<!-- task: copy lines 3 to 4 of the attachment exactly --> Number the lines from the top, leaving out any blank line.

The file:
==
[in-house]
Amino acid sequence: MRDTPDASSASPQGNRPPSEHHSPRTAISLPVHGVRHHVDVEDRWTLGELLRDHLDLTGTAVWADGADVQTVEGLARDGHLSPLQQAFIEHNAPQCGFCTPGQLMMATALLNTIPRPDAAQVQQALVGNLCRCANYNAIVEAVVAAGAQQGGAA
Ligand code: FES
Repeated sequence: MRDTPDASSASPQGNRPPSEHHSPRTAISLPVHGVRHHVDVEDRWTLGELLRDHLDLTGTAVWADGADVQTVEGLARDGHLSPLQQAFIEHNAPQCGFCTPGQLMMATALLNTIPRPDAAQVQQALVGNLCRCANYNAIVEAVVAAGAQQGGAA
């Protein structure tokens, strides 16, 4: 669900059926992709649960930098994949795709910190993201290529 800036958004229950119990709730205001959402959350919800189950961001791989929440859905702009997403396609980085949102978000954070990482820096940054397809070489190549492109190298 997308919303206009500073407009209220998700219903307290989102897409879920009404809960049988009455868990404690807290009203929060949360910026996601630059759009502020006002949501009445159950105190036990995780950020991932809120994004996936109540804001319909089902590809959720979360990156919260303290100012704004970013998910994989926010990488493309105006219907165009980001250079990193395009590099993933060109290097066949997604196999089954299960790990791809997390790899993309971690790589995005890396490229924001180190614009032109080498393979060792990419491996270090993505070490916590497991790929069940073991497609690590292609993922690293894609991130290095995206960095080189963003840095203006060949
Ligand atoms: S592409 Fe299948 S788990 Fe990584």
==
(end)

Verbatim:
Ligand code: FES
Repeated sequence: MRDTPDASSASPQGNRPPSEHHSPRTAISLPVHGVRHHVDVEDRWTLGELLRDHLDLTGTAVWADGADVQTVEGLARDGHLSPLQQAFIEHNAPQCGFCTPGQLMMATALLNTIPRPDAAQVQQALVGNLCRCANYNAIVEAVVAAGAQQGGAA